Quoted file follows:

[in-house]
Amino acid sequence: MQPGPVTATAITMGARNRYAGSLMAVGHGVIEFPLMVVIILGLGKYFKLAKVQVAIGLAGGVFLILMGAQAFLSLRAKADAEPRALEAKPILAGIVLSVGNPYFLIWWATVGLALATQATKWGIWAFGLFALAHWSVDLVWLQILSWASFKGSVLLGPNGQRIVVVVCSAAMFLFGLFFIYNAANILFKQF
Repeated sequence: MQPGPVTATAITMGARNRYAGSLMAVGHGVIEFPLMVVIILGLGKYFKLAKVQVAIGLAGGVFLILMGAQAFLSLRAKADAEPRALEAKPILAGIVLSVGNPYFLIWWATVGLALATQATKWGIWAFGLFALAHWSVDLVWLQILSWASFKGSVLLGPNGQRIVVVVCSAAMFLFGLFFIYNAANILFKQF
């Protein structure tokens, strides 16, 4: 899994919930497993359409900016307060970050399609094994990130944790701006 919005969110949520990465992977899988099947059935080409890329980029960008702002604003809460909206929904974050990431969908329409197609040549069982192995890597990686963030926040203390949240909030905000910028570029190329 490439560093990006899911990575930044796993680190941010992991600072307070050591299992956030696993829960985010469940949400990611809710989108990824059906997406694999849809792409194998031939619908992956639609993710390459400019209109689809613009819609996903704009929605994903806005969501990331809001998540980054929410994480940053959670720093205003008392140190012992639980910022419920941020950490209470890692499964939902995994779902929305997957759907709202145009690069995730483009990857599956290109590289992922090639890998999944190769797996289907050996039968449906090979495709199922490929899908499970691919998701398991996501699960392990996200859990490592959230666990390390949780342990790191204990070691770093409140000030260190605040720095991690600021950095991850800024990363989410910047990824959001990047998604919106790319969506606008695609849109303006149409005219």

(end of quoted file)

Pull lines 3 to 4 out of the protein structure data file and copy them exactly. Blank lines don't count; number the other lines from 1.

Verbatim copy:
Repeated sequence: MQPGPVTATAITMGARNRYAGSLMAVGHGVIEFPLMVVIILGLGKYFKLAKVQVAIGLAGGVFLILMGAQAFLSLRAKADAEPRALEAKPILAGIVLSVGNPYFLIWWATVGLALATQATKWGIWAFGLFALAHWSVDLVWLQILSWASFKGSVLLGPNGQRIVVVVCSAAMFLFGLFFIYNAANILFKQF
């Protein structure tokens, strides 16, 4: 899994919930497993359409900016307060970050399609094994990130944790701006 919005969110949520990465992977899988099947059935080409890329980029960008702002604003809460909206929904974050990431969908329409197609040549069982192995890597990686963030926040203390949240909030905000910028570029190329 490439560093990006899911990575930044796993680190941010992991600072307070050591299992956030696993829960985010469940949400990611809710989108990824059906997406694999849809792409194998031939619908992956639609993710390459400019209109689809613009819609996903704009929605994903806005969501990331809001998540980054929410994480940053959670720093205003008392140190012992639980910022419920941020950490209470890692499964939902995994779902929305997957759907709202145009690069995730483009990857599956290109590289992922090639890998999944190769797996289907050996039968449906090979495709199922490929899908499970691919998701398991996501699960392990996200859990490592959230666990390390949780342990790191204990070691770093409140000030260190605040720095991690600021950095991850800024990363989410910047990824959001990047998604919106790319969506606008695609849109303006149409005219």